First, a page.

The yen rose to as much as 84.86 against the dollar today in Tokyo from 85.37 at the close of stock trading yesterday. Against the euro, the yen climbed to as much as 107.22 from 108.51. A stronger yen reduces overseas income at Japanese companies when converted into their home currency.
Softbank, NTT DoCoMo
The yen climbed to a 15-year high against the dollar this month and is on course for its strongest annual average level since currencies began trading freely in 1971, according to data compiled by Bloomberg and based on each day’s close.
“In Japan, the policy makers do nothing, and as the yen continues to strengthen against the dollar and the euro, there seems to be no end to the slap in the face of exporters,” said Tsutomu Yamada, a market analyst at kabu.com Securities Co. in Tokyo.
Softbank Corp. lost 1.8 percent to 2,423 yen. Japan Communications Inc., which provides mobile phone services, will offer a Subscriber Identity Module, a chip that allows unlocked iPhone 4s to use NTT DoCoMo Inc.’s network, the company said yesterday before the stock market close in Tokyo. NTT DoCoMo climbed 0.1 percent to 142,200 yen.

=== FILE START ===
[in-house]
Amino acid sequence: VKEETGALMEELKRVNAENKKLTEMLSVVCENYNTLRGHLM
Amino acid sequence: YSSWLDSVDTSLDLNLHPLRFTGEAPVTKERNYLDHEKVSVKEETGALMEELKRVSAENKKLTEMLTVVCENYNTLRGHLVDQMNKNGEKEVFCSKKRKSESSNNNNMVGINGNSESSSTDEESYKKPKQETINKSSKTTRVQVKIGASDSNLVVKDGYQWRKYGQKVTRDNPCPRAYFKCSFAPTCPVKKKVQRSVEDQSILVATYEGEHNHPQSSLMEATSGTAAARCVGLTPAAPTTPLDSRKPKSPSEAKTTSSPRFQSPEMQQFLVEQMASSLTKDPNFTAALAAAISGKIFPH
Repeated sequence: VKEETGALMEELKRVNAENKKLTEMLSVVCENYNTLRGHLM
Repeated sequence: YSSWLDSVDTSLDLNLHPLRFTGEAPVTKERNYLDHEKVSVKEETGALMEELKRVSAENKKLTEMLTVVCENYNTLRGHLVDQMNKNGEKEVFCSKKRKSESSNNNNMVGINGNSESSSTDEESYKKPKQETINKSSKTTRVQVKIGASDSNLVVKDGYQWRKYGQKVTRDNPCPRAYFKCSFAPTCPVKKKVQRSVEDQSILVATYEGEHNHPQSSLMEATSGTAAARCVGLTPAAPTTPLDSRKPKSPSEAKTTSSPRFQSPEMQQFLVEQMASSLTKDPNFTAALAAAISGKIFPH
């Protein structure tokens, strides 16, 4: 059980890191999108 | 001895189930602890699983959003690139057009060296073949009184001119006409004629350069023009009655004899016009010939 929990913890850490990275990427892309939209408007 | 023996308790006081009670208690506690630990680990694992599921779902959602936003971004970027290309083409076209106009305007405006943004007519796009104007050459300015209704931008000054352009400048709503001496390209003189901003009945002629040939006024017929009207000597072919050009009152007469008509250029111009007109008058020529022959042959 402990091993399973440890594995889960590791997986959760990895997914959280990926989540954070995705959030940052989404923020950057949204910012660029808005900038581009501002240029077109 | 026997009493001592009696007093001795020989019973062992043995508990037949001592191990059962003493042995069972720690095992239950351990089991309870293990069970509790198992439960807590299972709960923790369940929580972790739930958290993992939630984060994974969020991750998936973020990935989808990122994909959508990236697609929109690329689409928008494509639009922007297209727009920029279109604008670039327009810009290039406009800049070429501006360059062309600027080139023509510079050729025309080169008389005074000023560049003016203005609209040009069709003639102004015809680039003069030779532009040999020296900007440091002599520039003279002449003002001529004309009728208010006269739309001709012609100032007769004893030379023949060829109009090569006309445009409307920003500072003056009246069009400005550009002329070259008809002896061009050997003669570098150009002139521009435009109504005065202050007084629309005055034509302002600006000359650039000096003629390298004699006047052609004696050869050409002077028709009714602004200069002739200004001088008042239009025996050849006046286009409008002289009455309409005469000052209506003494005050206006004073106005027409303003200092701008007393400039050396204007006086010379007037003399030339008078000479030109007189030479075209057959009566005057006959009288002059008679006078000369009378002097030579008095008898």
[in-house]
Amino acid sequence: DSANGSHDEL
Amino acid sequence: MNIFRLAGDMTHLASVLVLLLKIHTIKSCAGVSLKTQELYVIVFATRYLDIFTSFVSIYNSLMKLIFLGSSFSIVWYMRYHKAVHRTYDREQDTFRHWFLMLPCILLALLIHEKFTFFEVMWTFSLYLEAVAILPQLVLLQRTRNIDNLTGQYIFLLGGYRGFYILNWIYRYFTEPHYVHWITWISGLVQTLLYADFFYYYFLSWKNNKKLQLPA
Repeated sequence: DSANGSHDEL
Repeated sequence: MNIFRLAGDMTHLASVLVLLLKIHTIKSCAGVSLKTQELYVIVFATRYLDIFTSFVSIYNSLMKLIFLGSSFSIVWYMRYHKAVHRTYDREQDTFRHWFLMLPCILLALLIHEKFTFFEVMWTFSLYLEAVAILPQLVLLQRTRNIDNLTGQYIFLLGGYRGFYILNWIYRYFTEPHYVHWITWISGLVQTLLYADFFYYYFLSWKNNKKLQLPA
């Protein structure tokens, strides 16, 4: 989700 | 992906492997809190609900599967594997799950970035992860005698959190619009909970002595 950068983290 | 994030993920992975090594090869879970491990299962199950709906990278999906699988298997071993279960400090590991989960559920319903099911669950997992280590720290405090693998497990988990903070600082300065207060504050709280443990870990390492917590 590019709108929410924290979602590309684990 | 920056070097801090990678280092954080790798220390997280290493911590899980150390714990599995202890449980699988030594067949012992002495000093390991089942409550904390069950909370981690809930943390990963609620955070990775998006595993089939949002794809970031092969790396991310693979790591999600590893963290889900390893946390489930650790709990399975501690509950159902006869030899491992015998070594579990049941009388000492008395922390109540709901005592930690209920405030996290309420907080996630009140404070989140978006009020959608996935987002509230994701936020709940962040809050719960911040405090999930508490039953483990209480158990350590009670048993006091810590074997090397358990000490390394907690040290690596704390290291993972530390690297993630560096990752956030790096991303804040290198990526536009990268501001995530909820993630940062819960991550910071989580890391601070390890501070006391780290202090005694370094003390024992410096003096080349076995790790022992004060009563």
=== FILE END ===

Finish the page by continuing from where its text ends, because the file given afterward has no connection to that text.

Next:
The Topix Pharmaceutical Index increased 1 percent, the biggest gain of only three groups that rose today among the Topix’s 33 industry gauges.
“Amid insecurity about the growth of the global economy, investors are unwilling to buy exporters and cyclical stocks,” said Yumi Nishimura, an equity-market analyst at Daiwa Securities SMBC Co. “Investment funds are flowing into defensive stocks, such as pharmaceutical shares.”
Daiichi Sankyo Co., Japan’s third-largest drugmaker, climbed 2.4 percent to 1,678 yen. Eisai Co. increased 1.5 percent to 3,055 yen. Astellas Pharma Inc., Japan’s second-biggest drugmaker, rose 0.7 percent to 2,904 yen. The stock was raised to “outperform” from “neutral” by Credit Suisse Group.
Japanese stocks briefly pared declines in the afternoon session after a Citigroup Inc. report said slowing global growth will likely lead the Chinese central bank to keep its interest rates low. The Topix was down only 0.4 percent at 12:41 p.m. after dropping as much as 1.3 percent in the morning.
Fanuc Ltd., an industrial robot maker that receives almost half of its revenue from Asia, rose as much as 0.3 percent. It fell 1.2 percent to 9,250 yen at the close of stock trading. Hitachi Construction Machinery Co., which counts China as its biggest market, pared declines to 0.3 percent before falling 1.3 percent to 1,665 yen. Nippon Yusen K.K., the shipping line which counts Asia excluding Japan as its biggest source of revenue, was unchanged after the midday break. It closed 1.5 percent lower at 339 yen.
“A low interest rate in China is good for Japanese companies who generate a large part or growing base of revenues there and who also have Chinese production sites and operations,” said Jamie Coutts, Singapore-based technical analyst and sales manager at BGC Partners.